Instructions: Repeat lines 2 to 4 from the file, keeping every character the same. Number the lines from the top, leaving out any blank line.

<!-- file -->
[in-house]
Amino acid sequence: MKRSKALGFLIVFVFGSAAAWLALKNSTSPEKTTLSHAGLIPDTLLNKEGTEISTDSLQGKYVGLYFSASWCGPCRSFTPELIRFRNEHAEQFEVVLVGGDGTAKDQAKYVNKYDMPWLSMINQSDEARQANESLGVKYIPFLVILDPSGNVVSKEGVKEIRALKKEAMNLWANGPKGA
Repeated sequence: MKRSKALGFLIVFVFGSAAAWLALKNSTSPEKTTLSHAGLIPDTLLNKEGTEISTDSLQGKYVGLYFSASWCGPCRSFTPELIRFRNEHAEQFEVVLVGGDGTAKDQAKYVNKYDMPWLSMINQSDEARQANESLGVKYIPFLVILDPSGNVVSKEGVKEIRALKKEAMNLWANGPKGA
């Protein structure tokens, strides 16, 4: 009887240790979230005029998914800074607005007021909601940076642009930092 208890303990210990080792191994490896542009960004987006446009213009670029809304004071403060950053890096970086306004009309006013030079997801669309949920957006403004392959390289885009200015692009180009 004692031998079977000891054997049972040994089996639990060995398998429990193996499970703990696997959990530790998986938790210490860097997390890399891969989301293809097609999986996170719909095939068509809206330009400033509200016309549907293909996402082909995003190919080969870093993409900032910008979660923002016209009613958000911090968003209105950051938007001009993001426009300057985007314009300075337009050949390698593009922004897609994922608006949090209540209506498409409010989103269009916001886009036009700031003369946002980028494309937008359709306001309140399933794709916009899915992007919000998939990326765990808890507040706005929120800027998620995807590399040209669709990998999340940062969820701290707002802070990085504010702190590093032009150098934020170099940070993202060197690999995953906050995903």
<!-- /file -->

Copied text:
Amino acid sequence: MKRSKALGFLIVFVFGSAAAWLALKNSTSPEKTTLSHAGLIPDTLLNKEGTEISTDSLQGKYVGLYFSASWCGPCRSFTPELIRFRNEHAEQFEVVLVGGDGTAKDQAKYVNKYDMPWLSMINQSDEARQANESLGVKYIPFLVILDPSGNVVSKEGVKEIRALKKEAMNLWANGPKGA
Repeated sequence: MKRSKALGFLIVFVFGSAAAWLALKNSTSPEKTTLSHAGLIPDTLLNKEGTEISTDSLQGKYVGLYFSASWCGPCRSFTPELIRFRNEHAEQFEVVLVGGDGTAKDQAKYVNKYDMPWLSMINQSDEARQANESLGVKYIPFLVILDPSGNVVSKEGVKEIRALKKEAMNLWANGPKGA
């Protein structure tokens, strides 16, 4: 009887240790979230005029998914800074607005007021909601940076642009930092 208890303990210990080792191994490896542009960004987006446009213009670029809304004071403060950053890096970086306004009309006013030079997801669309949920957006403004392959390289885009200015692009180009 004692031998079977000891054997049972040994089996639990060995398998429990193996499970703990696997959990530790998986938790210490860097997390890399891969989301293809097609999986996170719909095939068509809206330009400033509200016309549907293909996402082909995003190919080969870093993409900032910008979660923002016209009613958000911090968003209105950051938007001009993001426009300057985007314009300075337009050949390698593009922004897609994922608006949090209540209506498409409010989103269009916001886009036009700031003369946002980028494309937008359709306001309140399933794709916009899915992007919000998939990326765990808890507040706005929120800027998620995807590399040209669709990998999340940062969820701290707002802070990085504010702190590093032009150098934020170099940070993202060197690999995953906050995903």